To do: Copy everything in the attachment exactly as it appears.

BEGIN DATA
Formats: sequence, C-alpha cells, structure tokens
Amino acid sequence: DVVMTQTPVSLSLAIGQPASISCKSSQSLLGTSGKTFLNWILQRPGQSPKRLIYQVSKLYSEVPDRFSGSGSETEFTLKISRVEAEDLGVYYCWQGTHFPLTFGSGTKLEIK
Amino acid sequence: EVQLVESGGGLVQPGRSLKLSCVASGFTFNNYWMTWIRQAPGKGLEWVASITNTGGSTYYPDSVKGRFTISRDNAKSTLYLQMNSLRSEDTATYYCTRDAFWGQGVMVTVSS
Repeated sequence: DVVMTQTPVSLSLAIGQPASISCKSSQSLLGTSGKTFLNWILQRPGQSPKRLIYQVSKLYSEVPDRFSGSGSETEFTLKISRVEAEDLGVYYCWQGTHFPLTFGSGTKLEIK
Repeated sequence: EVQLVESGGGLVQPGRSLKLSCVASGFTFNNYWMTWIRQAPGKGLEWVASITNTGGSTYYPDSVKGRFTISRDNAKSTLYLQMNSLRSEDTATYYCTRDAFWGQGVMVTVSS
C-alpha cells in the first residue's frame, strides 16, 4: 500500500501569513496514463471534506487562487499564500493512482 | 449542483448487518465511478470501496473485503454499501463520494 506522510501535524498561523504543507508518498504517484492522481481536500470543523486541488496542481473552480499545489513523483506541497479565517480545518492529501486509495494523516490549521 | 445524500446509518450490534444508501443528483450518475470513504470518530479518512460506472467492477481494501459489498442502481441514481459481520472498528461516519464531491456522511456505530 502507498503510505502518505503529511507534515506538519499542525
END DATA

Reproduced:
Formats: sequence, C-alpha cells, structure tokens
Amino acid sequence: DVVMTQTPVSLSLAIGQPASISCKSSQSLLGTSGKTFLNWILQRPGQSPKRLIYQVSKLYSEVPDRFSGSGSETEFTLKISRVEAEDLGVYYCWQGTHFPLTFGSGTKLEIK
Amino acid sequence: EVQLVESGGGLVQPGRSLKLSCVASGFTFNNYWMTWIRQAPGKGLEWVASITNTGGSTYYPDSVKGRFTISRDNAKSTLYLQMNSLRSEDTATYYCTRDAFWGQGVMVTVSS
Repeated sequence: DVVMTQTPVSLSLAIGQPASISCKSSQSLLGTSGKTFLNWILQRPGQSPKRLIYQVSKLYSEVPDRFSGSGSETEFTLKISRVEAEDLGVYYCWQGTHFPLTFGSGTKLEIK
Repeated sequence: EVQLVESGGGLVQPGRSLKLSCVASGFTFNNYWMTWIRQAPGKGLEWVASITNTGGSTYYPDSVKGRFTISRDNAKSTLYLQMNSLRSEDTATYYCTRDAFWGQGVMVTVSS
C-alpha cells in the first residue's frame, strides 16, 4: 500500500501569513496514463471534506487562487499564500493512482 | 449542483448487518465511478470501496473485503454499501463520494 506522510501535524498561523504543507508518498504517484492522481481536500470543523486541488496542481473552480499545489513523483506541497479565517480545518492529501486509495494523516490549521 | 445524500446509518450490534444508501443528483450518475470513504470518530479518512460506472467492477481494501459489498442502481441514481459481520472498528461516519464531491456522511456505530 502507498503510505502518505503529511507534515506538519499542525